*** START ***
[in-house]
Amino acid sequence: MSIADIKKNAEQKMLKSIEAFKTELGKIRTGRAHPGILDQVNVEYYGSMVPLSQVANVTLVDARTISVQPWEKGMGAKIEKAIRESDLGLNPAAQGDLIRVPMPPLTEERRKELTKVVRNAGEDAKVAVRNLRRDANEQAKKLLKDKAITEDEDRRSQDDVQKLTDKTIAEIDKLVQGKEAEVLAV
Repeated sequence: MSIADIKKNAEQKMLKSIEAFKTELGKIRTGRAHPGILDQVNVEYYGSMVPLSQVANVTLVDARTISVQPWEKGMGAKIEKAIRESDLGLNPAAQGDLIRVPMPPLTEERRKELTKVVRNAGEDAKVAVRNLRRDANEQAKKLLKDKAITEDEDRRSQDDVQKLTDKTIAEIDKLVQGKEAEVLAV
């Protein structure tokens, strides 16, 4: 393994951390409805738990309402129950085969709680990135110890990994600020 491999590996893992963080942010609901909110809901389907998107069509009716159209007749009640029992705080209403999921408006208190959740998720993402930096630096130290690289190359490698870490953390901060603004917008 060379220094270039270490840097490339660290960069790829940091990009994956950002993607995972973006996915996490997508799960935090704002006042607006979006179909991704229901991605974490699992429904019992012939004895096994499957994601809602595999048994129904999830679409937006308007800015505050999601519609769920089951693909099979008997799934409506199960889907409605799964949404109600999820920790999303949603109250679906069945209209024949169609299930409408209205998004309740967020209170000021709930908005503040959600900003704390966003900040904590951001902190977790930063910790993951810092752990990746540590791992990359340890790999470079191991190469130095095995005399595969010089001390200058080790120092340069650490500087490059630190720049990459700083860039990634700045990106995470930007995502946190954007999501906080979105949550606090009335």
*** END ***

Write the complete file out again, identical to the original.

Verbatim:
[in-house]
Amino acid sequence: MSIADIKKNAEQKMLKSIEAFKTELGKIRTGRAHPGILDQVNVEYYGSMVPLSQVANVTLVDARTISVQPWEKGMGAKIEKAIRESDLGLNPAAQGDLIRVPMPPLTEERRKELTKVVRNAGEDAKVAVRNLRRDANEQAKKLLKDKAITEDEDRRSQDDVQKLTDKTIAEIDKLVQGKEAEVLAV
Repeated sequence: MSIADIKKNAEQKMLKSIEAFKTELGKIRTGRAHPGILDQVNVEYYGSMVPLSQVANVTLVDARTISVQPWEKGMGAKIEKAIRESDLGLNPAAQGDLIRVPMPPLTEERRKELTKVVRNAGEDAKVAVRNLRRDANEQAKKLLKDKAITEDEDRRSQDDVQKLTDKTIAEIDKLVQGKEAEVLAV
């Protein structure tokens, strides 16, 4: 393994951390409805738990309402129950085969709680990135110890990994600020 491999590996893992963080942010609901909110809901389907998107069509009716159209007749009640029992705080209403999921408006208190959740998720993402930096630096130290690289190359490698870490953390901060603004917008 060379220094270039270490840097490339660290960069790829940091990009994956950002993607995972973006996915996490997508799960935090704002006042607006979006179909991704229901991605974490699992429904019992012939004895096994499957994601809602595999048994129904999830679409937006308007800015505050999601519609769920089951693909099979008997799934409506199960889907409605799964949404109600999820920790999303949603109250679906069945209209024949169609299930409408209205998004309740967020209170000021709930908005503040959600900003704390966003900040904590951001902190977790930063910790993951810092752990990746540590791992990359340890790999470079191991190469130095095995005399595969010089001390200058080790120092340069650490500087490059630190720049990459700083860039990634700045990106995470930007995502946190954007999501906080979105949550606090009335």